People say I’m crazy, but I love swimming outdoors. Preferably in a lake, or a river, or the sea. It might be a bit chilly, or muddy, but nothing beats slipping into cool water somewhere beautiful. It never fails to make me smile.
Most Sundays I get up at silly o’clock and drive to lovely Gosfield Lake in Essex. In winter, when there is frost on the ground, and sometimes ice on the water, I sit by the lake in my van and consider turning around and driving home again. But then I remind myself I survived last week. In fact, I loved it. So I strip down to my swimming costume and head for the little jetty.
Stepping in and taking those first few strokes is always a challenge. But once I’m in and swimming, ah the bliss! Nothing beats that immersion in soft, cool nature. All my stress and grumpiness dissolves away. I swim, and breathe, and enjoy the colours and the birds. When I’m ready to get out, I can’t stop grinning. Then it’s cosy clothes, a hot drink, a chat with friends, and a cake or a bacon roll. I can’t wait for next week.
Swimming outdoors is joyous. I can’t recommend it enough. You don’t need to be an especially good swimmer; even a paddle or a little dip is wonderful.
If you want to give outdoor swimming a try, please be mindful of safety. Avoid swimming alone, use a tow float, and research your location carefully. There are plenty of outdoor swimming groups and places where you can swim with others. The excellent website of the Outdoor Swimming Association is a great place to find advice and information.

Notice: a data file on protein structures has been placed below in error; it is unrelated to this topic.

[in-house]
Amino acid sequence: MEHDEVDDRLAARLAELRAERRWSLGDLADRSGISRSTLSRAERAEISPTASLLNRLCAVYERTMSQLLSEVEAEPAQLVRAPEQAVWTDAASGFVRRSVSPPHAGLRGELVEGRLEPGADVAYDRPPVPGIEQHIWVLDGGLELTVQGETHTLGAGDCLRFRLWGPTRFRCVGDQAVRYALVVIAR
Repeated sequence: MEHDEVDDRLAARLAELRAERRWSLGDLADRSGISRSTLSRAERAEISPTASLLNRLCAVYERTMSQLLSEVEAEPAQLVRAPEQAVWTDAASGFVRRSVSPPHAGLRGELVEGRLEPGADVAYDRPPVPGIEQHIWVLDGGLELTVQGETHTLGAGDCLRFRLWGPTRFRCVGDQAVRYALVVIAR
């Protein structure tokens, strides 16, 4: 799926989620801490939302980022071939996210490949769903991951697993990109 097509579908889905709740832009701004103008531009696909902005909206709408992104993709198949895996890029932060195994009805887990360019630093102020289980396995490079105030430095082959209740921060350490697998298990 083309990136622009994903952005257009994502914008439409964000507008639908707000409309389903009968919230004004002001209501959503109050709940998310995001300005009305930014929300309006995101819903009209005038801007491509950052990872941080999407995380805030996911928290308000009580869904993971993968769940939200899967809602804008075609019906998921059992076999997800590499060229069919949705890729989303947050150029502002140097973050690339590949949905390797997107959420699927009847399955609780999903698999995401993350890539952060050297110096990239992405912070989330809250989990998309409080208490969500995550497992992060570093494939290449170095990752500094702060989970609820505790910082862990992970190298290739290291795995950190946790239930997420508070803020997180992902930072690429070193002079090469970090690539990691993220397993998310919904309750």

I wrote a little poem inspired by last Sunday’s swim. I hope you enjoy it.
And I’m in
Into the cool green silk,
Light as I lift my feet
Dipping my face, finding rhythm,
Breathing out bubbles.
Gaze into sea glass colours –
Silvery sun-warmed surface
Shading to khaki deep.
Kick and stretch
Pause to rinse my goggles,
Toes wriggling into warm mud –
Soft mother’s touch.
Across the lake, yellow irises,
And the great grey heron
Watching like an old man
From his spot among the reeds.
A crested grebe pops up
Two geese honk bossily overhead.
Slipping through flowing fluid
Mist on my vision
At the furthest buoy, a cuckoo
Greets the May blue sky.
Striking back towards the spiky pine,
Sweet salt scent of bacon wafts deliciousness.
I raise my eyes, and see,
Weaving over the water,
Summer’s first swallow.
Karen Lawrence is an author and mother of seven living in Billericay, Essex, United Kingdom. Karen has published two books and is currently working on three novels, including one about outdoor swimming.
Letting the Light In: How A Baby With Down Syndrome Changed My Life is Karen’s personal account of having a baby with Down Syndrome. It is available from Amazon at
Karen’s first book, Finding Your Calm Space: Thirty-One Ways to find Calm in a Crazy World is available from Amazon at https://www.amazon.co.uk/Finding-Your-Calm-Space-Thirty-One-ebook/dp/B08NZ1W9QY
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